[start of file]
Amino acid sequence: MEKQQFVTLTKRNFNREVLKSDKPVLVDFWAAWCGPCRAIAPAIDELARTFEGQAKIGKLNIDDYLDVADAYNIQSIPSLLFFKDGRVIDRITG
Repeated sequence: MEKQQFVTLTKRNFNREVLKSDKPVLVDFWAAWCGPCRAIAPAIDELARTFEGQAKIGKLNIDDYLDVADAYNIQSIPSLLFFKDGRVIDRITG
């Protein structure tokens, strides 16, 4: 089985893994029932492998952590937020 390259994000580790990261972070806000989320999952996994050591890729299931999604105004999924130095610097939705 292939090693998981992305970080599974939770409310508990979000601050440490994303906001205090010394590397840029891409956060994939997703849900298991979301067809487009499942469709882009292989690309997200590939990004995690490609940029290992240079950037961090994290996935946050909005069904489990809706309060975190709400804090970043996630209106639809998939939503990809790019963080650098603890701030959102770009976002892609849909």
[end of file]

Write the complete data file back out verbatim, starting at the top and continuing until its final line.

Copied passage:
Amino acid sequence: MEKQQFVTLTKRNFNREVLKSDKPVLVDFWAAWCGPCRAIAPAIDELARTFEGQAKIGKLNIDDYLDVADAYNIQSIPSLLFFKDGRVIDRITG
Repeated sequence: MEKQQFVTLTKRNFNREVLKSDKPVLVDFWAAWCGPCRAIAPAIDELARTFEGQAKIGKLNIDDYLDVADAYNIQSIPSLLFFKDGRVIDRITG
């Protein structure tokens, strides 16, 4: 089985893994029932492998952590937020 390259994000580790990261972070806000989320999952996994050591890729299931999604105004999924130095610097939705 292939090693998981992305970080599974939770409310508990979000601050440490994303906001205090010394590397840029891409956060994939997703849900298991979301067809487009499942469709882009292989690309997200590939990004995690490609940029290992240079950037961090994290996935946050909005069904489990809706309060975190709400804090970043996630209106639809998939939503990809790019963080650098603890701030959102770009976002892609849909």